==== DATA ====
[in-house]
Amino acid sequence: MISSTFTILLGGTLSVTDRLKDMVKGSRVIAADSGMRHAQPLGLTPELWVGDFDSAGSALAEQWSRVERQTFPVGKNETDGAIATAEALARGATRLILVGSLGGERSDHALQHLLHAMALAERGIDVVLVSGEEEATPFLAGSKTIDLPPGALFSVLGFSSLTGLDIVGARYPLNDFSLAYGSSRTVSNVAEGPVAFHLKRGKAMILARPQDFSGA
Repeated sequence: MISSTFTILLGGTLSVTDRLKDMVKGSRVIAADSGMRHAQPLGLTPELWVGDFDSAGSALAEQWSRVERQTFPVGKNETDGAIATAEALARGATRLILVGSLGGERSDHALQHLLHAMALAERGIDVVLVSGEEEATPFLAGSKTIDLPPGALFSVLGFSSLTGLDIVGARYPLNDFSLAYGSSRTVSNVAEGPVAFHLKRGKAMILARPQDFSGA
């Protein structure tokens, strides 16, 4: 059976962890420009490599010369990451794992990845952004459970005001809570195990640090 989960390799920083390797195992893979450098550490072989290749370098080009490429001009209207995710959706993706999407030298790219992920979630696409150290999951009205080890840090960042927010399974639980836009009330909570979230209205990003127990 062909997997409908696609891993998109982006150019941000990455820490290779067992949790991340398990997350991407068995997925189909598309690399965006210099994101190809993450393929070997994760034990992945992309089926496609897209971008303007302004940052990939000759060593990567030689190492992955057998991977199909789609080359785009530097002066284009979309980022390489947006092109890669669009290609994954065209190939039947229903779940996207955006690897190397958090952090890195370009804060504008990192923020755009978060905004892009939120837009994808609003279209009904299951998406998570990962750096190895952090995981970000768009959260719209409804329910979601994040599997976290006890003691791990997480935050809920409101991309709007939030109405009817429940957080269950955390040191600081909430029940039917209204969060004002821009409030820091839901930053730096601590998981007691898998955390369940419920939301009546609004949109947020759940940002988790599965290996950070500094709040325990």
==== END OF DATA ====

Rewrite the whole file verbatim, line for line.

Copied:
[in-house]
Amino acid sequence: MISSTFTILLGGTLSVTDRLKDMVKGSRVIAADSGMRHAQPLGLTPELWVGDFDSAGSALAEQWSRVERQTFPVGKNETDGAIATAEALARGATRLILVGSLGGERSDHALQHLLHAMALAERGIDVVLVSGEEEATPFLAGSKTIDLPPGALFSVLGFSSLTGLDIVGARYPLNDFSLAYGSSRTVSNVAEGPVAFHLKRGKAMILARPQDFSGA
Repeated sequence: MISSTFTILLGGTLSVTDRLKDMVKGSRVIAADSGMRHAQPLGLTPELWVGDFDSAGSALAEQWSRVERQTFPVGKNETDGAIATAEALARGATRLILVGSLGGERSDHALQHLLHAMALAERGIDVVLVSGEEEATPFLAGSKTIDLPPGALFSVLGFSSLTGLDIVGARYPLNDFSLAYGSSRTVSNVAEGPVAFHLKRGKAMILARPQDFSGA
């Protein structure tokens, strides 16, 4: 059976962890420009490599010369990451794992990845952004459970005001809570195990640090 989960390799920083390797195992893979450098550490072989290749370098080009490429001009209207995710959706993706999407030298790219992920979630696409150290999951009205080890840090960042927010399974639980836009009330909570979230209205990003127990 062909997997409908696609891993998109982006150019941000990455820490290779067992949790991340398990997350991407068995997925189909598309690399965006210099994101190809993450393929070997994760034990992945992309089926496609897209971008303007302004940052990939000759060593990567030689190492992955057998991977199909789609080359785009530097002066284009979309980022390489947006092109890669669009290609994954065209190939039947229903779940996207955006690897190397958090952090890195370009804060504008990192923020755009978060905004892009939120837009994808609003279209009904299951998406998570990962750096190895952090995981970000768009959260719209409804329910979601994040599997976290006890003691791990997480935050809920409101991309709007939030109405009817429940957080269950955390040191600081909430029940039917209204969060004002821009409030820091839901930053730096601590998981007691898998955390369940419920939301009546609004949109947020759940940002988790599965290996950070500094709040325990």